Illustration of Nansen bottle

1894 Nansen bottle

The book of science

Tom Sharp

Fridtjof Nansen, Shale Niskin oceanography Illustration of Nansen bottle

Nansen bottle

Fridtjof Nansen had to wonder whether the seawater was layered— how temperature and salinity varied with depth. He had to wonder and to figure how to get the data. The famous explorer and statesman Fridtjof Nansen combined a reversing thermometer with a bottle, both being triggered by a “messenger weight” to capture temperature and a water sample at a given depth.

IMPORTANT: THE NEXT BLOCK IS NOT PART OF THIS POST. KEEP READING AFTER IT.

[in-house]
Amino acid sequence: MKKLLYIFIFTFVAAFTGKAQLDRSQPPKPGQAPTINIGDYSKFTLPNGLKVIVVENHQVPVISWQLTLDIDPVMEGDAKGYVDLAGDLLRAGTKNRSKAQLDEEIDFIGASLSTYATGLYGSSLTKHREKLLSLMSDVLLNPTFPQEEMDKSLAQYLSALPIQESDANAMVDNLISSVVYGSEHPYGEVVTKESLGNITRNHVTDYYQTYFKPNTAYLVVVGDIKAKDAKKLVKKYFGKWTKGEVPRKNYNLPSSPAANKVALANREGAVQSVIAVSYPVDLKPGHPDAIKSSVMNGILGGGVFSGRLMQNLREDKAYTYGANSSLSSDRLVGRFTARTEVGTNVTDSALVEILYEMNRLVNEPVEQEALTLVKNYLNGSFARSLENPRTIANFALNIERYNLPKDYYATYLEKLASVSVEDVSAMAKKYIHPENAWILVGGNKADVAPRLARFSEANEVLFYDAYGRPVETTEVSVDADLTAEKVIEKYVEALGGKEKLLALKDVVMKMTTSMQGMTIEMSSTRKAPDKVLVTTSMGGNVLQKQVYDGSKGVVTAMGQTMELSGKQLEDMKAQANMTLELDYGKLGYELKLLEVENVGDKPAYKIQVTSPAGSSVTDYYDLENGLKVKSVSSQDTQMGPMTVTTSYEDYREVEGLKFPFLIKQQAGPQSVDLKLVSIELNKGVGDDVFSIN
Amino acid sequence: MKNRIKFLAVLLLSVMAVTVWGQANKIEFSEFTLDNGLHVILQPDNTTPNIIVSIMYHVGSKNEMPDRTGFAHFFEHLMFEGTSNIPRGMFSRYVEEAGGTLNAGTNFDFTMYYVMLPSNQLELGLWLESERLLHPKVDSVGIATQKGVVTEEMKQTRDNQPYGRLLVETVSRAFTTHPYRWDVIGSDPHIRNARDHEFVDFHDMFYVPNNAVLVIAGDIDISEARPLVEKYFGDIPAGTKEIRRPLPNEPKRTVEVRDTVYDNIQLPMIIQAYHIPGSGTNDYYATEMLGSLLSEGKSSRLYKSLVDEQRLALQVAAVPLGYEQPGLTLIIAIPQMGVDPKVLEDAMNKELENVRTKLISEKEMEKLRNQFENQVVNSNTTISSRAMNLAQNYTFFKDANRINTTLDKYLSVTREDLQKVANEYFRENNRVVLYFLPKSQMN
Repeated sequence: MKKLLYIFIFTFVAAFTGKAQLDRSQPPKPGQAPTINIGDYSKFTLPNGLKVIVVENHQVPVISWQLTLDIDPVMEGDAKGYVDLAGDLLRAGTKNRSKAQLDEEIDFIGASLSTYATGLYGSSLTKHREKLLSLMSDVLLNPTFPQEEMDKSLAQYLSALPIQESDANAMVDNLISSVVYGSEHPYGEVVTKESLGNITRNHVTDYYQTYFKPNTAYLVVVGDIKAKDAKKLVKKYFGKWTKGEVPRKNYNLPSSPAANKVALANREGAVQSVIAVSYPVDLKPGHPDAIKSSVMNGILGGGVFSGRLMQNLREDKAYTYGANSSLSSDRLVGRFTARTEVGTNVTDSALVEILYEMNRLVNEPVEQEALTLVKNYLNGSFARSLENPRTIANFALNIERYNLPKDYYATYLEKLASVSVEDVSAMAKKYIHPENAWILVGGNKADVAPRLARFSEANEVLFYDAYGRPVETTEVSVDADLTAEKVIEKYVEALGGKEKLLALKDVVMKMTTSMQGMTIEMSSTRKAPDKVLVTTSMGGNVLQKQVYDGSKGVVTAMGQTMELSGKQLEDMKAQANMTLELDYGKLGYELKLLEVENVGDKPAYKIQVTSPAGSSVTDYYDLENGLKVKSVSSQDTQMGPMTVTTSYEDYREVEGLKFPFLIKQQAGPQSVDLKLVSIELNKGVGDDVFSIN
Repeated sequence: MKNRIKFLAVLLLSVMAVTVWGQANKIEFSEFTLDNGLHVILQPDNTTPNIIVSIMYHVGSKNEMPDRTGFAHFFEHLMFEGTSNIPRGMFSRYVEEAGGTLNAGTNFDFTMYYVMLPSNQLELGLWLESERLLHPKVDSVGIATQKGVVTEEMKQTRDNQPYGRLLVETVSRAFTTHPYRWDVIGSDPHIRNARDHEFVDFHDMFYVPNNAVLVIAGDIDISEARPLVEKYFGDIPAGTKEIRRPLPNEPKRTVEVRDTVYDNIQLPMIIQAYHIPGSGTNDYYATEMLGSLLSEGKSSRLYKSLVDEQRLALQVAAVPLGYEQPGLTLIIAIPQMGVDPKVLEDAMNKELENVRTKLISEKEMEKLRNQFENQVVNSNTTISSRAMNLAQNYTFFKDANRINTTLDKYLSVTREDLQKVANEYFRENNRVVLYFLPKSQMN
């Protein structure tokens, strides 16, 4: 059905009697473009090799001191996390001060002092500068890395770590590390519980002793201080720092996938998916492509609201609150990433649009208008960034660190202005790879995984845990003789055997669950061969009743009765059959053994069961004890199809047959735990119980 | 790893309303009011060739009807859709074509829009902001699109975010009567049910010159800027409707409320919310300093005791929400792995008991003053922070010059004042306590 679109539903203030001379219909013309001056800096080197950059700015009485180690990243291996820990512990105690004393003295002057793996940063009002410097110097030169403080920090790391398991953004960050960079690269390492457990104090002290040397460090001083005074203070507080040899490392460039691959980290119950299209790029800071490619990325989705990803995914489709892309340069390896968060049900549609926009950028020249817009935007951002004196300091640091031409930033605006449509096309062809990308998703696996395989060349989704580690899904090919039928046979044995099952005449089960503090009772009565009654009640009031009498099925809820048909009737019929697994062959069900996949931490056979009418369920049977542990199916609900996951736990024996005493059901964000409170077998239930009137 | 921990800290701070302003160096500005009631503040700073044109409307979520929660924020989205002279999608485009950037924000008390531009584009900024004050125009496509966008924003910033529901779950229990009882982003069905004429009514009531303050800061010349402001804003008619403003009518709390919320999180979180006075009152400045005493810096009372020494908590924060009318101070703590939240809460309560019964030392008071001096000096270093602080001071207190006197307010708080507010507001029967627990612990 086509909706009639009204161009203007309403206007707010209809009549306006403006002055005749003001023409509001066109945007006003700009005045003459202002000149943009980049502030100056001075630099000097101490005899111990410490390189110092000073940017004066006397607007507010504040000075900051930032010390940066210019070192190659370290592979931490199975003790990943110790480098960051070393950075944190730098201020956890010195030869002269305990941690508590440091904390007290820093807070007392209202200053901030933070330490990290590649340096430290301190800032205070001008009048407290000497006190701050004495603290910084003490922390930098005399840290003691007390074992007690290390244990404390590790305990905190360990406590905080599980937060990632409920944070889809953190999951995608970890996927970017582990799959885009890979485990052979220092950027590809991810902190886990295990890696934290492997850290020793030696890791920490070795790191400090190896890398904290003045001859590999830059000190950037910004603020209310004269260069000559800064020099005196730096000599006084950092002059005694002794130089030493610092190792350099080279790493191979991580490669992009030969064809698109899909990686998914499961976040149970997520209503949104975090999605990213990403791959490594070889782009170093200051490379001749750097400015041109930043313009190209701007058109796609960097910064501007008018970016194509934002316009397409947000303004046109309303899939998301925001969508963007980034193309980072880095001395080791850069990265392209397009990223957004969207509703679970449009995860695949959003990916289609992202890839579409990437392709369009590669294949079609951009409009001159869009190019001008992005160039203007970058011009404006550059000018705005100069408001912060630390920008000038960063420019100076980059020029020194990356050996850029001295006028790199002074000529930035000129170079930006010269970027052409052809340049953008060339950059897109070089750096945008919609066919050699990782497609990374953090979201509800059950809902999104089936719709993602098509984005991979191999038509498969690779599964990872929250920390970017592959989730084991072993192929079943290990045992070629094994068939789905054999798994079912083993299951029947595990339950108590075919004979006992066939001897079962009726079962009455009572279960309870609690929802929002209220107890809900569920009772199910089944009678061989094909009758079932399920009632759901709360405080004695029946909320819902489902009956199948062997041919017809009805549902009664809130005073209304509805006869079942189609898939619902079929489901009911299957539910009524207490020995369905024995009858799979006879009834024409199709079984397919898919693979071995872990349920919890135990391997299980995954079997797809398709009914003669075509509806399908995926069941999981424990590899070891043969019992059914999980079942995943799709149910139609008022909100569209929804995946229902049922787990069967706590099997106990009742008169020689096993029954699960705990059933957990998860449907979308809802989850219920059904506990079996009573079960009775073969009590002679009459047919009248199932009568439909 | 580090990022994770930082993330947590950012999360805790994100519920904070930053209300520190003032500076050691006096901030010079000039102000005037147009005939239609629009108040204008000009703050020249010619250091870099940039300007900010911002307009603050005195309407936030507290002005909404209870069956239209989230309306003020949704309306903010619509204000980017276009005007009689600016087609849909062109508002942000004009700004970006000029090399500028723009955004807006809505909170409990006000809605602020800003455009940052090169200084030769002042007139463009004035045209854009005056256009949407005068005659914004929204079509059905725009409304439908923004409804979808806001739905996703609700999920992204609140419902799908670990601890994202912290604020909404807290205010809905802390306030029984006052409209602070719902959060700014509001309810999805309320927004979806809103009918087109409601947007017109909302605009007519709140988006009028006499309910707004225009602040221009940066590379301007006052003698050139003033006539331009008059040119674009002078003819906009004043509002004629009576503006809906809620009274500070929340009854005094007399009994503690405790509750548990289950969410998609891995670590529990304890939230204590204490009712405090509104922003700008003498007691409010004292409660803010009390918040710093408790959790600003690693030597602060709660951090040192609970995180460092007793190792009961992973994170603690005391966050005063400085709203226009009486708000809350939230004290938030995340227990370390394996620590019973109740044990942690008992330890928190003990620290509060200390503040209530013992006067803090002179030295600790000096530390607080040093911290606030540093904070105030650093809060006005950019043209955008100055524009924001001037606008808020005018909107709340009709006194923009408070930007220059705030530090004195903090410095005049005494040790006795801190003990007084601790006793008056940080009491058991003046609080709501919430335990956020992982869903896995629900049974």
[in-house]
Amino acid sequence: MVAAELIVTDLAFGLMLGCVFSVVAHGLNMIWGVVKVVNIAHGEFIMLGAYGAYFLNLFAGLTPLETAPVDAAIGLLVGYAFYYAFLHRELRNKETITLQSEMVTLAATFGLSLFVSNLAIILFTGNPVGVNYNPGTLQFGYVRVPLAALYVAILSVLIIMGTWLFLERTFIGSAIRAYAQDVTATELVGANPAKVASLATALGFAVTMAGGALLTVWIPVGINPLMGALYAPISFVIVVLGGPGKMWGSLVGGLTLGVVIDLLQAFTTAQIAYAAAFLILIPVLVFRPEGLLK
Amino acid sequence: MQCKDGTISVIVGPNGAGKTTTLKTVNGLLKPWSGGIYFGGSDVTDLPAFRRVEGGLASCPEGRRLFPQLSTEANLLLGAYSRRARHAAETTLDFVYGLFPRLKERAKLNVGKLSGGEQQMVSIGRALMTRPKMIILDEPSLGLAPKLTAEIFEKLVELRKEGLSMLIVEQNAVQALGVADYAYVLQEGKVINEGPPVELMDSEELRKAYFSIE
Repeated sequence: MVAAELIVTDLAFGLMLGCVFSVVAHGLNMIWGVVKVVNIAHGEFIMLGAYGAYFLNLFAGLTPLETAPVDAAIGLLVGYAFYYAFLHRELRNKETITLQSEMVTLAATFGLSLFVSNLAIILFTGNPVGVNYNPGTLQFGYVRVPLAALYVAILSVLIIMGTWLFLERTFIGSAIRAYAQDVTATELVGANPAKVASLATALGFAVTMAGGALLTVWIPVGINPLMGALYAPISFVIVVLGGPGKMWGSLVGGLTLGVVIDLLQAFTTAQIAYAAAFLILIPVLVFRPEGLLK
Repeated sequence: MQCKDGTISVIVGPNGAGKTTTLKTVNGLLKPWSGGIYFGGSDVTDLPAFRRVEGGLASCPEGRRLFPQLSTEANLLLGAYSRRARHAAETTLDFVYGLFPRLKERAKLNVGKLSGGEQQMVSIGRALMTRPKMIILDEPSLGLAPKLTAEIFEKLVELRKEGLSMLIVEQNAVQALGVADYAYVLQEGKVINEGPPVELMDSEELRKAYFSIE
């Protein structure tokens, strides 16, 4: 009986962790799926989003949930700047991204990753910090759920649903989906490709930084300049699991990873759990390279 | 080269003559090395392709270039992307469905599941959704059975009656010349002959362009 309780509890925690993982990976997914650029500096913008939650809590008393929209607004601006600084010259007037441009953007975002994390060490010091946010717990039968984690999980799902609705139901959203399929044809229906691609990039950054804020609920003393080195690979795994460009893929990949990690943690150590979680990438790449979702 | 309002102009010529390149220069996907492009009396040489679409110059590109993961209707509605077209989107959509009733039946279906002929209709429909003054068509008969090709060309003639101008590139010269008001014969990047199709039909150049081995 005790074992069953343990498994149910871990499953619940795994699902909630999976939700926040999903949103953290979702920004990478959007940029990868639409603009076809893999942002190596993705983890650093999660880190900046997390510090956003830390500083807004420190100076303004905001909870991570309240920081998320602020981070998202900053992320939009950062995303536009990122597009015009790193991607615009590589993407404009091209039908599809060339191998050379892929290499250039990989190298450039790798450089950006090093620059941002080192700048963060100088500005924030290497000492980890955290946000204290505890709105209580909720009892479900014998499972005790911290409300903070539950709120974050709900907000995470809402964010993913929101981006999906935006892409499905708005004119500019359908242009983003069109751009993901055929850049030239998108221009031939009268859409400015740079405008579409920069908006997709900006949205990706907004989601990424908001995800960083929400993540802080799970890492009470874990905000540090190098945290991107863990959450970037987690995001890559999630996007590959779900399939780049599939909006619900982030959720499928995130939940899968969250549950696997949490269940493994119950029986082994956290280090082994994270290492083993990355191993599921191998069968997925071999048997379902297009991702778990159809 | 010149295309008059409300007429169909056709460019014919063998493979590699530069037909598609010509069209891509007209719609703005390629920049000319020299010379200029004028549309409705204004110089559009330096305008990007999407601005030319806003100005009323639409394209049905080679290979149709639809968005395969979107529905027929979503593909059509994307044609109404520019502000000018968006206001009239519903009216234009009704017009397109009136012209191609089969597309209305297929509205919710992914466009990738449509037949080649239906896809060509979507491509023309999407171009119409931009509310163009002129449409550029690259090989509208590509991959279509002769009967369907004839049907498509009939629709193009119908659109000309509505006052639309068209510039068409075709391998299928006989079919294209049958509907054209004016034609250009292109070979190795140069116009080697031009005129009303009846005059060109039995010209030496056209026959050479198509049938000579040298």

Niskin improvements

The Niskin bottle doesn’t need to be rotated to trap a water sample, and is made of plastic to reduce contaminating its sample. Some Niskin bottles are preset to close at a given depth and some are triggered by an electric signal from the surface. Many Niskin bottles may be mounted on a rosette to capture temperatures and samples at many depths.

Not obvious

You had to wonder and the point is people didn’t, which is why one rarely needs to prove it isn’t obvious.

The three main criteria for showing that an invention is can be patented are originality, usefulness, and non-obviousness.

See also in The book of science:

Readings in wikipedia: